• Jerry Phillips

Interested or Curious

I recently read that persistence and trust are interchangeable. I found that interesting. My son and daughter are in leadership roles with software companies. My daughter’s company is an early stage start up. My son’s company is an older company that has deeply set processes. Both situations have pros and cons. I share with both to trust their processes for selling and for hiring and development of their teams. If they are persistent and trusting, success will come. It makes sense to me that trust and persistence are interchangeable.

In the same article the author said interest and curiosity are interchangeable. That one is more difficult for me to relate with. Yes, you must be interested to be curious, but I see interest to be less committed than curious. I find myself interested in manufacturing companies, and I’m curious to see the differences in how they build. The curiosity helps me dig deeper and ask questions to learn more.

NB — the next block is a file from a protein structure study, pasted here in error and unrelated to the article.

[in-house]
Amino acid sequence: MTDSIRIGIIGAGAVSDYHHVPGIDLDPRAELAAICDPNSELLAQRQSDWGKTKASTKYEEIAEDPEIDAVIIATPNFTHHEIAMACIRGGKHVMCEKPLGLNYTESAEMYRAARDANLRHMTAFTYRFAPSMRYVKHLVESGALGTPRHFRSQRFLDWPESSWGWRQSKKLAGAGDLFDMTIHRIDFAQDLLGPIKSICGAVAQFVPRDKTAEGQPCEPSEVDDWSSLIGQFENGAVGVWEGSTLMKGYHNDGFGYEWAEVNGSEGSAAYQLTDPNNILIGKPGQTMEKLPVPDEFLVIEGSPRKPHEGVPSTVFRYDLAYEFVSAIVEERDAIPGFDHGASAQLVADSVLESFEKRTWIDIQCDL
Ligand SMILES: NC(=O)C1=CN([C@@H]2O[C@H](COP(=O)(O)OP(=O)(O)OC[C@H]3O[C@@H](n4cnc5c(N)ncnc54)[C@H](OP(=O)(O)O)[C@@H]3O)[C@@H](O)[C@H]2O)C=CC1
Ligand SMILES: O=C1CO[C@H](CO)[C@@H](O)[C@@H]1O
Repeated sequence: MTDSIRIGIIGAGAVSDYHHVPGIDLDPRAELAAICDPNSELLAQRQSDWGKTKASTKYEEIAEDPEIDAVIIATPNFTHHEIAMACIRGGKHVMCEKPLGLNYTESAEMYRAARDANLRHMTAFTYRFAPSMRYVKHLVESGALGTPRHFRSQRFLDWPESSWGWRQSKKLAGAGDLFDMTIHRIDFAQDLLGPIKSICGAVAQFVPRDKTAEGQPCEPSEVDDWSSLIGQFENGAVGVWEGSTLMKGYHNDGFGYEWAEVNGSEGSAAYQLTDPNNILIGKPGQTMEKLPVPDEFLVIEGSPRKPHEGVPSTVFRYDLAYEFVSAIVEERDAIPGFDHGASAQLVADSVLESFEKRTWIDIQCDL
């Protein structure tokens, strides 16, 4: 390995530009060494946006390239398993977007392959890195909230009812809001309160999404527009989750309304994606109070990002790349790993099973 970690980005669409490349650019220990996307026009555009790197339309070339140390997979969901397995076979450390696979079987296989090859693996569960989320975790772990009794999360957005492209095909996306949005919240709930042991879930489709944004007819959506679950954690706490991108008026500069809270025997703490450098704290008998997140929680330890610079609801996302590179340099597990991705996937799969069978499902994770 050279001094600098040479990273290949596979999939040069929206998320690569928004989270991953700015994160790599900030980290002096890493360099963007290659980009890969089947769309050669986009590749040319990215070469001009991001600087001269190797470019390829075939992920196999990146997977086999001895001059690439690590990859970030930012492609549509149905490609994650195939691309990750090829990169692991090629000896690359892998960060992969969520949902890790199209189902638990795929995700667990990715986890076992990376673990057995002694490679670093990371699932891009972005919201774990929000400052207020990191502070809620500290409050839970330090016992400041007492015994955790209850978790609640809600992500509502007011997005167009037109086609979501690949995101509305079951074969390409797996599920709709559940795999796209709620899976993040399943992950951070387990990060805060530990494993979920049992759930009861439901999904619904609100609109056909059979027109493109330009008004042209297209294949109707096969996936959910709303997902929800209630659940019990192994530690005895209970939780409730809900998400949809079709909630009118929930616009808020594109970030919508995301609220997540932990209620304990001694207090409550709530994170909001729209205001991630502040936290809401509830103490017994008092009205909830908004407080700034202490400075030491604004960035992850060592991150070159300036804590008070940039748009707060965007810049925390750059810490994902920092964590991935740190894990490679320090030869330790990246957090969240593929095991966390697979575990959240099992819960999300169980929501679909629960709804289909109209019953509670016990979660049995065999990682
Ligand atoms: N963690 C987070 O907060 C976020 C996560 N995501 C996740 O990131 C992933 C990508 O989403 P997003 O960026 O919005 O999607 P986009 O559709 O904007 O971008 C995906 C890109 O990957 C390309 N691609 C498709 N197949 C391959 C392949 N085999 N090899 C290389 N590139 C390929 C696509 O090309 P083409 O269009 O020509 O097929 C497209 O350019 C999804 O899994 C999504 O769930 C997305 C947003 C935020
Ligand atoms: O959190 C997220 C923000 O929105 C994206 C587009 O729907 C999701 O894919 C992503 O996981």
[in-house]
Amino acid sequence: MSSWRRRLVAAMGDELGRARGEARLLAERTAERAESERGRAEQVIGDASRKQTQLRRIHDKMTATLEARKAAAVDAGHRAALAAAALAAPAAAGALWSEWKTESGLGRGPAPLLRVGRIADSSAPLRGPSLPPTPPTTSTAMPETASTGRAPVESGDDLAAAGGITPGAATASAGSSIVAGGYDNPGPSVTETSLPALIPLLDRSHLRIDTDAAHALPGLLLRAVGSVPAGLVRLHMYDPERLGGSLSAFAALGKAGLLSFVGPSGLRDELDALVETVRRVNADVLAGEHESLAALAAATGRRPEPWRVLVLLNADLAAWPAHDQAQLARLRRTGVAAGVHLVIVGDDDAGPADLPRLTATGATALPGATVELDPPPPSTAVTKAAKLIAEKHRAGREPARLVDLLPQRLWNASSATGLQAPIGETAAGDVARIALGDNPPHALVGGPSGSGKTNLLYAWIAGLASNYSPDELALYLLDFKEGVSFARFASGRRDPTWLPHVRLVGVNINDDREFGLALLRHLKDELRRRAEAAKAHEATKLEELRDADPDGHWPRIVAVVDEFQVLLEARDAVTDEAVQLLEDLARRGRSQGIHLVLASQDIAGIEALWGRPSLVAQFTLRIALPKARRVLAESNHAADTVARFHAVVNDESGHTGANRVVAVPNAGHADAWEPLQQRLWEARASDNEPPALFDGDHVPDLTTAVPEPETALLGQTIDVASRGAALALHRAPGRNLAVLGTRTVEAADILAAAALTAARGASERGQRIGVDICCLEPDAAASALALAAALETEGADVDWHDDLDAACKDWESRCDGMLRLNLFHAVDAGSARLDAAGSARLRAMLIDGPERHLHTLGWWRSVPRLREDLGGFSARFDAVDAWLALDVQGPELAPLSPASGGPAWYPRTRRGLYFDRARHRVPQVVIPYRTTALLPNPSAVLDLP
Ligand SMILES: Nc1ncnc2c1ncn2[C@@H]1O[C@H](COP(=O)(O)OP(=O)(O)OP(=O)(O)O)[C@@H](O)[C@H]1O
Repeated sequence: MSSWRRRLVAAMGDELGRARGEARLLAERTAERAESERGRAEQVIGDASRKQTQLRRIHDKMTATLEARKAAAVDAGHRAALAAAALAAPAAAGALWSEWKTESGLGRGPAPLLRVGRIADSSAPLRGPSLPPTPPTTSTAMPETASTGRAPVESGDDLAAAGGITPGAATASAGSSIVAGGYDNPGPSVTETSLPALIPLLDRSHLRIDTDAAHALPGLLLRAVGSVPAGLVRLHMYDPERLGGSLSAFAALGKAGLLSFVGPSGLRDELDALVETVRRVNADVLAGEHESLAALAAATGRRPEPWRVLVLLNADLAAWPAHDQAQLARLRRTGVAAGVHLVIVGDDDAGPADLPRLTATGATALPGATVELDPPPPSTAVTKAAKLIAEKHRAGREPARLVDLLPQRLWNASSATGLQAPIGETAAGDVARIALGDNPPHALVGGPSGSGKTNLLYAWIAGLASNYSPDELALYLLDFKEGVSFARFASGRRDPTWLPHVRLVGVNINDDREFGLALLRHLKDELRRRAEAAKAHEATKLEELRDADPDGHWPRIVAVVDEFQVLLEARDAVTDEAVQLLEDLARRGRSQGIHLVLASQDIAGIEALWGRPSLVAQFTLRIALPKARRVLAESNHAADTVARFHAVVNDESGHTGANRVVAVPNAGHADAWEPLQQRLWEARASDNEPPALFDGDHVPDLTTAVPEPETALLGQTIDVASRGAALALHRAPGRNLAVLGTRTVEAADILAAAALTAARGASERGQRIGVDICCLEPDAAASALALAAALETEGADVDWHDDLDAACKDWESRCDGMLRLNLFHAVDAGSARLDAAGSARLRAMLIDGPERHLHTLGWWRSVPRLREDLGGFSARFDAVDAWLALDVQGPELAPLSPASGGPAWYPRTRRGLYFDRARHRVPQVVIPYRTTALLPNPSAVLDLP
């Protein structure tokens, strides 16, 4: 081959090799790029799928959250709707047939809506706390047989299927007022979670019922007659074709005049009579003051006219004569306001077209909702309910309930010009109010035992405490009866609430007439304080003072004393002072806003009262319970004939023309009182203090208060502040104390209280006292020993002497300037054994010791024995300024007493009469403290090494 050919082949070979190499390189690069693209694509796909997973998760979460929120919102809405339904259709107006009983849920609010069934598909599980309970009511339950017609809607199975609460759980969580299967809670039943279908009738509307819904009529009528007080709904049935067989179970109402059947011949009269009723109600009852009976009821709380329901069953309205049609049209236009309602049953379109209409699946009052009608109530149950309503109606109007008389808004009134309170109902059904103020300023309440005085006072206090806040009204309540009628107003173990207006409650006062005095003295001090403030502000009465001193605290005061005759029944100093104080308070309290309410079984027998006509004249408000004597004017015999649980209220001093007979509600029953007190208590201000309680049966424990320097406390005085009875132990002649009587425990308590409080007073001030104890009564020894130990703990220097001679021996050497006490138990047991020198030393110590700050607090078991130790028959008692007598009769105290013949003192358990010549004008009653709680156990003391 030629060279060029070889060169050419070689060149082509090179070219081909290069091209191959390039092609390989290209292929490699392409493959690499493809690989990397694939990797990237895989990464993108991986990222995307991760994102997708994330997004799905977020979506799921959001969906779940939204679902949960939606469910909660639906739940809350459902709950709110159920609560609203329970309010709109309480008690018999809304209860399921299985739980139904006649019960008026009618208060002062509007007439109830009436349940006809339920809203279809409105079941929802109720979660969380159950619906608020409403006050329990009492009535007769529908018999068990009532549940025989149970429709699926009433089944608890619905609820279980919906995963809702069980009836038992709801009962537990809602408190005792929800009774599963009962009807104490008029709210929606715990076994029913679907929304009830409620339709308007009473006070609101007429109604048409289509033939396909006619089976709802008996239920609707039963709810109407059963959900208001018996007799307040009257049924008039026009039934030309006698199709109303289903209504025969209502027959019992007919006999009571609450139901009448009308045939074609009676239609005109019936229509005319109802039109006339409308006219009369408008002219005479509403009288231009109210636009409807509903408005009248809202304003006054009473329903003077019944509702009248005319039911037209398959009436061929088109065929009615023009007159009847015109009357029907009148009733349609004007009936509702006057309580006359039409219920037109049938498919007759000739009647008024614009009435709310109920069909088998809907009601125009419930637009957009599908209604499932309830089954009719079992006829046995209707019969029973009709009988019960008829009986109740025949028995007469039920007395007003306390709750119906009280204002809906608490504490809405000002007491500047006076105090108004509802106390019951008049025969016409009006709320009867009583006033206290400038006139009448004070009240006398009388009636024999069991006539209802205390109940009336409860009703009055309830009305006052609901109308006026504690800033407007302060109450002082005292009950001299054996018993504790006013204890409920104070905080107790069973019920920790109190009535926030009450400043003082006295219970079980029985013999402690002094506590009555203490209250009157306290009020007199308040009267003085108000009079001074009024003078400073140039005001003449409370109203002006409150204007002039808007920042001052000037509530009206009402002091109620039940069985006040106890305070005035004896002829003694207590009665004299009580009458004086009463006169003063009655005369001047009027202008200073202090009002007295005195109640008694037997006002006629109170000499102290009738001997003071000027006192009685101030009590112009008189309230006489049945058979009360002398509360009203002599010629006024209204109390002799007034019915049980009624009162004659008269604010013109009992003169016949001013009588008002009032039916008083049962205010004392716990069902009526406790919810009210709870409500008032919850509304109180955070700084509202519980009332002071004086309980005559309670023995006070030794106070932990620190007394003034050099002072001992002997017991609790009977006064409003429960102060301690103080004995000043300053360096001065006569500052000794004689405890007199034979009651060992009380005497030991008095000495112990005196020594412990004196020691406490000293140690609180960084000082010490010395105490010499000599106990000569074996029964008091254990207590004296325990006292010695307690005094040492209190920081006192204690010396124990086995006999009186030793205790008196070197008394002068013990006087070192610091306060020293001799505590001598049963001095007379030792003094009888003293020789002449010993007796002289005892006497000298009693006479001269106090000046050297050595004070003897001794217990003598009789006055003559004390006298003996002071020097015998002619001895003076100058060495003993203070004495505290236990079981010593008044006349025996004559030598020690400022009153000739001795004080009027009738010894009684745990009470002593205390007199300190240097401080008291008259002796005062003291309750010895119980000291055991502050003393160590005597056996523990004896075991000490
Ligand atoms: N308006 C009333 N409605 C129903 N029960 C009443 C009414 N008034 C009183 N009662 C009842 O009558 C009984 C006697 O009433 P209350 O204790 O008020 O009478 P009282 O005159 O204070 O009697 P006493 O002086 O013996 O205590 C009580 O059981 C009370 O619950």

When you think of your customer interactions, are you interested or are you curious? Do you dig deep to understand or are you more interested in selling them your product or service? Curiosity, I believe, helps you discover the root of the problem you are solving, and it helps you create new, innovative solutions.

If you trust your process and you are persistent enough to ask questions to truly understand the root causes, you can have a significant impact for your customer. You can create value for them, and for you.

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